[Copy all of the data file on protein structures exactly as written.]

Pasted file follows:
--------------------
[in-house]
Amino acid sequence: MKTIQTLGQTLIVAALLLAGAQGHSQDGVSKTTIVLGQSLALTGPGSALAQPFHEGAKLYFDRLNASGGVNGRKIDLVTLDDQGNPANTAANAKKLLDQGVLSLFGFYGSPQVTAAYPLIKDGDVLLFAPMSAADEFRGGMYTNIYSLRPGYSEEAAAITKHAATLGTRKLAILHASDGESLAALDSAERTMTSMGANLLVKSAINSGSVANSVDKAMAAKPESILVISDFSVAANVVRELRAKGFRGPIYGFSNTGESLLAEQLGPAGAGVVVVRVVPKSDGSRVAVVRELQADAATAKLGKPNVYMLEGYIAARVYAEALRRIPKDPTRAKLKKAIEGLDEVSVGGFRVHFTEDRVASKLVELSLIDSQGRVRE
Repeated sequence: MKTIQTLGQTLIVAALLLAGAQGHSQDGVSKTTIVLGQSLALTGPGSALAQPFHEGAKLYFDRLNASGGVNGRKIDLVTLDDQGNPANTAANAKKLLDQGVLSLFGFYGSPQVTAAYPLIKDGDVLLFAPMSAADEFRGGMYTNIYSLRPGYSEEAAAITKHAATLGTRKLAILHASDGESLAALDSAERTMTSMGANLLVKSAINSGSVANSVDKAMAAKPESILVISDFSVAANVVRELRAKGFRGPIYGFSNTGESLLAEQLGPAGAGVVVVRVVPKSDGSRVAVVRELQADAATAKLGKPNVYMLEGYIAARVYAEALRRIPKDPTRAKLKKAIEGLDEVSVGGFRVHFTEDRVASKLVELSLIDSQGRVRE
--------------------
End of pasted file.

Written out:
[in-house]
Amino acid sequence: MKTIQTLGQTLIVAALLLAGAQGHSQDGVSKTTIVLGQSLALTGPGSALAQPFHEGAKLYFDRLNASGGVNGRKIDLVTLDDQGNPANTAANAKKLLDQGVLSLFGFYGSPQVTAAYPLIKDGDVLLFAPMSAADEFRGGMYTNIYSLRPGYSEEAAAITKHAATLGTRKLAILHASDGESLAALDSAERTMTSMGANLLVKSAINSGSVANSVDKAMAAKPESILVISDFSVAANVVRELRAKGFRGPIYGFSNTGESLLAEQLGPAGAGVVVVRVVPKSDGSRVAVVRELQADAATAKLGKPNVYMLEGYIAARVYAEALRRIPKDPTRAKLKKAIEGLDEVSVGGFRVHFTEDRVASKLVELSLIDSQGRVRE
Repeated sequence: MKTIQTLGQTLIVAALLLAGAQGHSQDGVSKTTIVLGQSLALTGPGSALAQPFHEGAKLYFDRLNASGGVNGRKIDLVTLDDQGNPANTAANAKKLLDQGVLSLFGFYGSPQVTAAYPLIKDGDVLLFAPMSAADEFRGGMYTNIYSLRPGYSEEAAAITKHAATLGTRKLAILHASDGESLAALDSAERTMTSMGANLLVKSAINSGSVANSVDKAMAAKPESILVISDFSVAANVVRELRAKGFRGPIYGFSNTGESLLAEQLGPAGAGVVVVRVVPKSDGSRVAVVRELQADAATAKLGKPNVYMLEGYIAARVYAEALRRIPKDPTRAKLKKAIEGLDEVSVGGFRVHFTEDRVASKLVELSLIDSQGRVRE